“Sometimes when he escaped from his cage and was in such fierce anger that no one would dare to go near him, they would send for Johanna who would calm his anger and great rage immediately. Soothing him with a woman’s tricks, she led him wherever she wanted and changed all his fury immediately into love.”O Beasts! Both! Worthy of a shameful death! But such crimes have been attempted not only in modern times but also in antiquity, which is praised for its greater innocence and simplicity. The ancients also were stained with such unspeakable deeds. And so it is written in Leviticus: “If a woman approaches any beast to have intercourse with him, ye shall kill the woman, and let the beast die the death”. The beast is ordered to be killed, not for the guilt, from which he is excused as being a beast, but to make the remembrance of the act a deterrent, calling to mind the terrible deed.”

Is this sound reasoning from our Gerald? Six hundred years later, this argument was apparently still being made, calling forth Jeremy Bentham’s dissent in his classic essay (and longstanding Virtual Stoa favourite) “Of Offences Against One’s Self“. There he considered the problem of human-animal sex (“Accidents of this sort will sometimes happen; for distress will force a man upon strange expedients”), but expressed the thought that laws against this kind of things were probably a bad idea. He then wrote this:

“Some persons have been for burning the poor animal with great ceremony under the notion of burning the remembrance of the affair. (See Puffendorf, Bks. 2, Ch. 3, 5. 3. Bacon’s Abridg. Title Sodomy. J.B.) A more simple and as it should seem a more effectual course to take would be not to meddle or make smoke about the matter.”

Bentham then turned his attention to the “most incontestably pernicious” of “all irregularities of the venereal appetite”, which was masturbation, though while he judged that this was Very Bad Indeed, he didn’t really think it should be banned, either, for “no punishment could ever have any effect” as “it can always be committed without any danger or at least without any apparent danger of a discovery”. So there we are. (Which reminds me that I haven’t yet read Thomas Lacqueur’s Solitary Sex, though I’m looking forward to very much indeed. No time, no time.)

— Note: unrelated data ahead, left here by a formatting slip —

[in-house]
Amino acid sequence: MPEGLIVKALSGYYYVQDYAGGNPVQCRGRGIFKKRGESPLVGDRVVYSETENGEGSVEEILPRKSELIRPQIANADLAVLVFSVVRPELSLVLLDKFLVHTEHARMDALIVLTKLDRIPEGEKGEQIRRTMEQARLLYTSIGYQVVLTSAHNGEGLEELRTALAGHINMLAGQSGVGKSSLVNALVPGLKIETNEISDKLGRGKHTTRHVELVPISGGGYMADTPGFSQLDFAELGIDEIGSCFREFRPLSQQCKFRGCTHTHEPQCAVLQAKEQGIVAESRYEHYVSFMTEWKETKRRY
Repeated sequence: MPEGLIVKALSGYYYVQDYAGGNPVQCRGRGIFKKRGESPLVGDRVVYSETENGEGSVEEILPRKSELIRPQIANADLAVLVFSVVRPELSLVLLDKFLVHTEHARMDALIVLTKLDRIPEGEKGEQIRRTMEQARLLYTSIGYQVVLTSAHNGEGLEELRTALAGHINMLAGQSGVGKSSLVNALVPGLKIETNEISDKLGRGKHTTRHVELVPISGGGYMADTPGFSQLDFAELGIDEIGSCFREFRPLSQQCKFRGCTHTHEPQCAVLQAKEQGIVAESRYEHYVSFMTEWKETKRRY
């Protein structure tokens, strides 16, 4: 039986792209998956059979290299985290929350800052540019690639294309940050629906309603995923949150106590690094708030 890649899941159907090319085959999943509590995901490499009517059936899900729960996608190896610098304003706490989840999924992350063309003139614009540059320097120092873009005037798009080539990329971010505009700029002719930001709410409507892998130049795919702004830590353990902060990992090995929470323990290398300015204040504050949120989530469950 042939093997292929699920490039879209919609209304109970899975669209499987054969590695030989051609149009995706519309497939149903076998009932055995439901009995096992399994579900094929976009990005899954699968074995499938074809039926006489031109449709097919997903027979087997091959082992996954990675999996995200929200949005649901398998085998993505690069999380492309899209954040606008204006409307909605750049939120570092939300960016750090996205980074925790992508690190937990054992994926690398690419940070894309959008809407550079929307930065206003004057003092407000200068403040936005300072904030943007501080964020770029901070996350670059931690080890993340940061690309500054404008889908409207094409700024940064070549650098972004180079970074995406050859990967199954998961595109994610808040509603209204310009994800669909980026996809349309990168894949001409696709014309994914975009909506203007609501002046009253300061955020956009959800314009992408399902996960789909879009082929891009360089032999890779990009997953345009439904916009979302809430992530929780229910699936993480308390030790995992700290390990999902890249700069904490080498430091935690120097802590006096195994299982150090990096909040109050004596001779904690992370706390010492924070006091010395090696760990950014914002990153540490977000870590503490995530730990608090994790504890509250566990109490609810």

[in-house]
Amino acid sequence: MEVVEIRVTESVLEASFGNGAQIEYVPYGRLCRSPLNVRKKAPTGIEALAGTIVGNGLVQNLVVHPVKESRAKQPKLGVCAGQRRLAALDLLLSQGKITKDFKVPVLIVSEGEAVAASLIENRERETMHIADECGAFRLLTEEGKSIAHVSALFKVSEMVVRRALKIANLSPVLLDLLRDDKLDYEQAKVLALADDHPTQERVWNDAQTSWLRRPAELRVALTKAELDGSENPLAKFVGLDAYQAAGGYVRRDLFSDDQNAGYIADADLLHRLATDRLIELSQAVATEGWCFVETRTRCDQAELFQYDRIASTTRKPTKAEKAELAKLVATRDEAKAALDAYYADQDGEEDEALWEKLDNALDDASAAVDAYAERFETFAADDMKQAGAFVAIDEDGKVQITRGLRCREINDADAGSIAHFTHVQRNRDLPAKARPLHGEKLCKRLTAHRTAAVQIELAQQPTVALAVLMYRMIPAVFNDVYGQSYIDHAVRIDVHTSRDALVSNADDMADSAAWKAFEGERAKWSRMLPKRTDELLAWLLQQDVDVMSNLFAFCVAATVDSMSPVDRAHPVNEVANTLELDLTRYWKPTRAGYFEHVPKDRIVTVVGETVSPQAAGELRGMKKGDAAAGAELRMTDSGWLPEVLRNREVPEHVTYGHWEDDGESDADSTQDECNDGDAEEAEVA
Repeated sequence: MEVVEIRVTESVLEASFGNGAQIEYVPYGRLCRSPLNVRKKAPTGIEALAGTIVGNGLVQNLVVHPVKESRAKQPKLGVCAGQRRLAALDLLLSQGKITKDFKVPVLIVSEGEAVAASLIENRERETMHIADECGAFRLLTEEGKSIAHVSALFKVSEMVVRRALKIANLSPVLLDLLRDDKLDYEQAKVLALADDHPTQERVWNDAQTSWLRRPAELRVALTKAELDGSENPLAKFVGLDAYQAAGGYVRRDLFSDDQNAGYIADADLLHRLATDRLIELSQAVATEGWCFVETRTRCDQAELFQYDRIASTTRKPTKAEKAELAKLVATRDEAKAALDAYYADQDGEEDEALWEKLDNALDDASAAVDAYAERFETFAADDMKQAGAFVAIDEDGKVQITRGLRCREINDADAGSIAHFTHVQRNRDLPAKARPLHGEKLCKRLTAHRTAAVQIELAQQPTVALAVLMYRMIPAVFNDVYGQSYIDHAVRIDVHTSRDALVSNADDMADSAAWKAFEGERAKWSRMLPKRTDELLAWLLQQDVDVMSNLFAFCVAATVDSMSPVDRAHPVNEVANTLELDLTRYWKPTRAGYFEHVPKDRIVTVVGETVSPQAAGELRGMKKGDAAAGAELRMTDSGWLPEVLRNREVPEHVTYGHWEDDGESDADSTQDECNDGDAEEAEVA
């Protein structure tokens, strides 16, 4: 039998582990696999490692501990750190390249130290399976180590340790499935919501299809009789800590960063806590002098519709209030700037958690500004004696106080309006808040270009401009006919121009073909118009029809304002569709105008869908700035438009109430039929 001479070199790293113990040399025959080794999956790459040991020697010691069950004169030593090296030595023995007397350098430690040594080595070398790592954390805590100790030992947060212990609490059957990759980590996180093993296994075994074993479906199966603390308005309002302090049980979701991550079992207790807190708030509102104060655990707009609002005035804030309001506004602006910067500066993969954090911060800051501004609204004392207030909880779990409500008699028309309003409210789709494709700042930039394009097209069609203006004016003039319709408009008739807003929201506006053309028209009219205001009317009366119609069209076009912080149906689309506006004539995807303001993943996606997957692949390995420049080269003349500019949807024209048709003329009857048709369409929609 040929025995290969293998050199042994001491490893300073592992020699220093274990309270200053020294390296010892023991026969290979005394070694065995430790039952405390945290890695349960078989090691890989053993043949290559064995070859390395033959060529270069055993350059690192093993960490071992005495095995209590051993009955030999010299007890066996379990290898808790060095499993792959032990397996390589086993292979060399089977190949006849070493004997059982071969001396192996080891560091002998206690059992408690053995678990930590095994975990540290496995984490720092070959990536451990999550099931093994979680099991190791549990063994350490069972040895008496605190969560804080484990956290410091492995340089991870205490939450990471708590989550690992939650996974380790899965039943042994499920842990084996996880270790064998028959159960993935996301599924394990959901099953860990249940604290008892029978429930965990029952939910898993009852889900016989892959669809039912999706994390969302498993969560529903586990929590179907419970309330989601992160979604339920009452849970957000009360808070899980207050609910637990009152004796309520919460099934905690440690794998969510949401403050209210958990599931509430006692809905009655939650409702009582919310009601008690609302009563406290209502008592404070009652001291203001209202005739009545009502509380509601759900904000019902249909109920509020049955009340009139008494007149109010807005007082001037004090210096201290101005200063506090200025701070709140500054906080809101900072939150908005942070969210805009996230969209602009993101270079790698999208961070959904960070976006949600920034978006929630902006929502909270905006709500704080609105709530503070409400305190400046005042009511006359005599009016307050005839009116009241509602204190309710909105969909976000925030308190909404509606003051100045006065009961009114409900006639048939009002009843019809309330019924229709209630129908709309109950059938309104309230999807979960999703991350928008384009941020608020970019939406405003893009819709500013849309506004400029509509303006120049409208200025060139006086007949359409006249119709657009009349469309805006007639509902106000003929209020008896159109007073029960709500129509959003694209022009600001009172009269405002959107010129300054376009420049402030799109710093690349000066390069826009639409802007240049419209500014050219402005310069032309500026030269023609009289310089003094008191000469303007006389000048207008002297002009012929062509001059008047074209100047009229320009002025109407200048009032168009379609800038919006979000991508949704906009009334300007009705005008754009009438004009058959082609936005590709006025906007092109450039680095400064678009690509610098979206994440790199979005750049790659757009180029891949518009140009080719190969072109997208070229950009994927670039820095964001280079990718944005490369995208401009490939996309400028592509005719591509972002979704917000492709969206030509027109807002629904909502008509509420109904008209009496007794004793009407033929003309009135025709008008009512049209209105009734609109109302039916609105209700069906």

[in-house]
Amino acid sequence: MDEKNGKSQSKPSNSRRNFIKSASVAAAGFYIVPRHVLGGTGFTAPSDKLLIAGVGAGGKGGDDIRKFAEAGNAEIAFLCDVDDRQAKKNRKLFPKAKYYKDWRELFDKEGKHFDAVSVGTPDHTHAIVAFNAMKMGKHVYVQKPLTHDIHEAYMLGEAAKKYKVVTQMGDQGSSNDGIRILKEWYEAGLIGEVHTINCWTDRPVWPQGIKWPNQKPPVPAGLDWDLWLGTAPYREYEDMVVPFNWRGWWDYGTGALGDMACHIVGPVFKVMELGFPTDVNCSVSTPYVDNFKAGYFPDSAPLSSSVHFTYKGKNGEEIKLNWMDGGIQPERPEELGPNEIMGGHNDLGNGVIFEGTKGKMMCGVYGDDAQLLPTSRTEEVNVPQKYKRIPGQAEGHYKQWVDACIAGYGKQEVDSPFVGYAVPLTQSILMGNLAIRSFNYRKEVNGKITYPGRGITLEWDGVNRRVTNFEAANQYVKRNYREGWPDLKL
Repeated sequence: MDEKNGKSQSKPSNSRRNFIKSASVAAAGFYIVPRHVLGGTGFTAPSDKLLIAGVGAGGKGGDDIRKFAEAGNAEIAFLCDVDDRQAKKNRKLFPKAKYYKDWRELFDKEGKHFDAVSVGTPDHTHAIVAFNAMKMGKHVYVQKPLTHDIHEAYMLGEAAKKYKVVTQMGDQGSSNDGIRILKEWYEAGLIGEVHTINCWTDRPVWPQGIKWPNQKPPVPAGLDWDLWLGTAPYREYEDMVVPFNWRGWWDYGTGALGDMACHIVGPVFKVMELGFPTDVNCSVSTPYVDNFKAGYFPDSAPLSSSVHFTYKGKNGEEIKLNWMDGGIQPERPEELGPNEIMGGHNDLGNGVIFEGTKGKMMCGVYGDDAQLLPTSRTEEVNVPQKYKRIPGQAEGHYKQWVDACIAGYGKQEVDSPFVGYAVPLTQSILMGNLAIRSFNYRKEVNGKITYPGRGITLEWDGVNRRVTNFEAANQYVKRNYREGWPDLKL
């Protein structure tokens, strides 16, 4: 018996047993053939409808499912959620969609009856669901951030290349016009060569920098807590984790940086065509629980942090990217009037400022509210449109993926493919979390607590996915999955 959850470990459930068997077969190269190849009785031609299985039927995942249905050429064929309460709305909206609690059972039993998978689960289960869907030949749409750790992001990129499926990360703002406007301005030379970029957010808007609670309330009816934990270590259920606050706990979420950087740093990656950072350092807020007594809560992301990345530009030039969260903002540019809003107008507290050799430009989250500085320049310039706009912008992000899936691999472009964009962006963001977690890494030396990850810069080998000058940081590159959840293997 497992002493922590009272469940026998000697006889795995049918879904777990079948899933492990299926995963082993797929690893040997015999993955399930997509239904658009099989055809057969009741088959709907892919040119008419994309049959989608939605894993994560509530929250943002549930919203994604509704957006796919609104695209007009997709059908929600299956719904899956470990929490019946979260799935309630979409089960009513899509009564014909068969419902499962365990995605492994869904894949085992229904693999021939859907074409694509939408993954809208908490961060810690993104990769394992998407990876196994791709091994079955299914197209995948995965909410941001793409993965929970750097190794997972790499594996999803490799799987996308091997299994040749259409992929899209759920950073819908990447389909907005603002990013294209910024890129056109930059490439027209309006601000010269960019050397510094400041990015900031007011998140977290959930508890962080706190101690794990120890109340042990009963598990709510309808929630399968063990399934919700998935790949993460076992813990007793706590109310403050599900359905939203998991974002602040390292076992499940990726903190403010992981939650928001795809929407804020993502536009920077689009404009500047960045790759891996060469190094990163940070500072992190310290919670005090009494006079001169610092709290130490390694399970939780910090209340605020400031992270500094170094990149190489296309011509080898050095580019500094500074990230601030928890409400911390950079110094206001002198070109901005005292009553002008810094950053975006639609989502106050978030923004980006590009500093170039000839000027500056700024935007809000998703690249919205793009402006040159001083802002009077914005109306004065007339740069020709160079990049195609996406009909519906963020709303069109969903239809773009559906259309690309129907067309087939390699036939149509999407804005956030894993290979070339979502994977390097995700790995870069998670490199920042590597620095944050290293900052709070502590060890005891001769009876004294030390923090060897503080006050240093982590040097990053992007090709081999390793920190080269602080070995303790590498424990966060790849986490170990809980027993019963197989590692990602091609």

[Gerald of Wales snippets from the Penguin ed., translated by John O’Meara, pp.75-6.]

A Song (of Sorts) for Europe

Nick Barlow addresses the issues that matter.

(An mp3 download of Father Ted Crilly’s Eurovision entry for Ireland, “My Lovely Horse, incidentally, is available here.)

(And Kieran Healy’s post on the subject from last year is also well worth another look.)

UPDATE [14.5.2004]: Kieran has more, vital social scientific preparatory reading for this year’s contest. And there’s also a Eurovision Drinking Game.

The World’s Favourite Song

The BBC World Service has announced that the World’s Favourite Song is… “A Nation Once Again” by the Wolfe Tones…

A Nation Once Again

When boyhood’s fire was in my blood,
I read of ancient freemen,
For Greece and Rome who bravely stood,
Three Hundred men and Three men.
And then I prayed I yet might see
Our fetters rent in twain,
And Ireland, long a province, be
A Nation once again.

And, from that time, through wildest woe,
That hope has shone, a far light;
Nor could love’s brightest summer glow
Outshine that solemn starlight:
It seemed to watch above my head
In forum, field and fane;
Its angel voice sang round my bed,
‘A Nation once again.’

It whispered, too, that ‘freedom’s ark
And service high and holy,
Would be profaned by feelings dark,
And passions vain or lowly;
For freedom comes from God’s right hand,
And needs a godly train;
And righteous men must make our land
A Nation once again.’

So, as I grew from boy to man,
I bent me to that bidding–
My spirit of each selfish plan
And cruel passion ridding;
For, thus I hoped some day to aid–
Oh! can such hope be vain?
When my dear country shall be made
A Nation once again.

A splendid choice by the peoples of the world, and a fine, fine song.

Chris adds [23.12.2002]: An Irish friend tells me that it has long been known that the Republicans and the Devil have all the best tunes and that this comes as no surprise to the Unionists, for whom they have long been synonymous…